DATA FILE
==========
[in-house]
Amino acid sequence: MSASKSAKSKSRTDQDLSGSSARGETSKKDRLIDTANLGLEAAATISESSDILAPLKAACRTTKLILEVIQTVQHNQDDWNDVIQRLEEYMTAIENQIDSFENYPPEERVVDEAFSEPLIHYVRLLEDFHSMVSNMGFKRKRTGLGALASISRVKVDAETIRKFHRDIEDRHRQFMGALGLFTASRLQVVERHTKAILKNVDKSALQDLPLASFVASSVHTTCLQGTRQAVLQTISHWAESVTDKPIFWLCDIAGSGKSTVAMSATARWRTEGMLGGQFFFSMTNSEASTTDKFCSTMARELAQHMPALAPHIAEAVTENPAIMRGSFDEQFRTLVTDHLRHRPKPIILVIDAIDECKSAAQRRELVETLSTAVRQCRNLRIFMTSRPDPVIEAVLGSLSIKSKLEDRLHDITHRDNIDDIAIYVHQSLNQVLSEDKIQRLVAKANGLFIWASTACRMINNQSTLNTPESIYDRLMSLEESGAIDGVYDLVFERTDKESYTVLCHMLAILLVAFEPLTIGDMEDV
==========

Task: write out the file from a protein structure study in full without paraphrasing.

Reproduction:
[in-house]
Amino acid sequence: MSASKSAKSKSRTDQDLSGSSARGETSKKDRLIDTANLGLEAAATISESSDILAPLKAACRTTKLILEVIQTVQHNQDDWNDVIQRLEEYMTAIENQIDSFENYPPEERVVDEAFSEPLIHYVRLLEDFHSMVSNMGFKRKRTGLGALASISRVKVDAETIRKFHRDIEDRHRQFMGALGLFTASRLQVVERHTKAILKNVDKSALQDLPLASFVASSVHTTCLQGTRQAVLQTISHWAESVTDKPIFWLCDIAGSGKSTVAMSATARWRTEGMLGGQFFFSMTNSEASTTDKFCSTMARELAQHMPALAPHIAEAVTENPAIMRGSFDEQFRTLVTDHLRHRPKPIILVIDAIDECKSAAQRRELVETLSTAVRQCRNLRIFMTSRPDPVIEAVLGSLSIKSKLEDRLHDITHRDNIDDIAIYVHQSLNQVLSEDKIQRLVAKANGLFIWASTACRMINNQSTLNTPESIYDRLMSLEESGAIDGVYDLVFERTDKESYTVLCHMLAILLVAFEPLTIGDMEDV